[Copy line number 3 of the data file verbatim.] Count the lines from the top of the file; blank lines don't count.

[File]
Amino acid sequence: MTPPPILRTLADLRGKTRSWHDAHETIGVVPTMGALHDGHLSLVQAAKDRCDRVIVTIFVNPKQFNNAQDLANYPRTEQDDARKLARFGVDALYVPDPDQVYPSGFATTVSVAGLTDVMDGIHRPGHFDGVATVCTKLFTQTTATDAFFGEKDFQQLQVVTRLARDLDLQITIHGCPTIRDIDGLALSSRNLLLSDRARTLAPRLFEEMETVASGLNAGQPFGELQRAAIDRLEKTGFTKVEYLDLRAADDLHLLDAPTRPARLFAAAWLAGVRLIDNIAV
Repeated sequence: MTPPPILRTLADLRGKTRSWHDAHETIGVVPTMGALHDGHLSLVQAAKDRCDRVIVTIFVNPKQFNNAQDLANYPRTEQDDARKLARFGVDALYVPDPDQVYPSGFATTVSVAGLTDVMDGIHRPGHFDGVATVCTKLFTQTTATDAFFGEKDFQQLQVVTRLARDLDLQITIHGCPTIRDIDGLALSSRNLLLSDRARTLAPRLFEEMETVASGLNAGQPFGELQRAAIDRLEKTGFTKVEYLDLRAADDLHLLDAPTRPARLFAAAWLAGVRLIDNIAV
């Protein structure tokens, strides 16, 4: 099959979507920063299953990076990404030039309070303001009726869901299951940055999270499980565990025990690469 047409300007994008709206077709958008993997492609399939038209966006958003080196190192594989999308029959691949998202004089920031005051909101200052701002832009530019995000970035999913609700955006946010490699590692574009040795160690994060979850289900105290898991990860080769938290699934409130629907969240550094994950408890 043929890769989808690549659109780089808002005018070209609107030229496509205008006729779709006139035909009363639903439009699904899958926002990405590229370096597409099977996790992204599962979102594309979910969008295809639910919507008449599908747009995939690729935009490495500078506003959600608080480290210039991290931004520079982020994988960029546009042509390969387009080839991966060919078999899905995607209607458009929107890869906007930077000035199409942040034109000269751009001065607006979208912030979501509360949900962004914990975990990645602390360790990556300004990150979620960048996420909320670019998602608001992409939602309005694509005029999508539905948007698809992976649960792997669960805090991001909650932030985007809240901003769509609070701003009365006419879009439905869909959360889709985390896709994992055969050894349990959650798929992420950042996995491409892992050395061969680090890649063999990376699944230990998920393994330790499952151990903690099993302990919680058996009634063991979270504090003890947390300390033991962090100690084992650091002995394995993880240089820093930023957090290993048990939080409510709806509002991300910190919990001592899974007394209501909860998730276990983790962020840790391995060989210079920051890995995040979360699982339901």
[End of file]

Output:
């Protein structure tokens, strides 16, 4: 099959979507920063299953990076990404030039309070303001009726869901299951940055999270499980565990025990690469 047409300007994008709206077709958008993997492609399939038209966006958003080196190192594989999308029959691949998202004089920031005051909101200052701002832009530019995000970035999913609700955006946010490699590692574009040795160690994060979850289900105290898991990860080769938290699934409130629907969240550094994950408890 043929890769989808690549659109780089808002005018070209609107030229496509205008006729779709006139035909009363639903439009699904899958926002990405590229370096597409099977996790992204599962979102594309979910969008295809639910919507008449599908747009995939690729935009490495500078506003959600608080480290210039991290931004520079982020994988960029546009042509390969387009080839991966060919078999899905995607209607458009929107890869906007930077000035199409942040034109000269751009001065607006979208912030979501509360949900962004914990975990990645602390360790990556300004990150979620960048996420909320670019998602608001992409939602309005694509005029999508539905948007698809992976649960792997669960805090991001909650932030985007809240901003769509609070701003009365006419879009439905869909959360889709985390896709994992055969050894349990959650798929992420950042996995491409892992050395061969680090890649063999990376699944230990998920393994330790499952151990903690099993302990919680058996009634063991979270504090003890947390300390033991962090100690084992650091002995394995993880240089820093930023957090290993048990939080409510709806509002991300910190919990001592899974007394209501909860998730276990983790962020840790391995060989210079920051890995995040979360699982339901």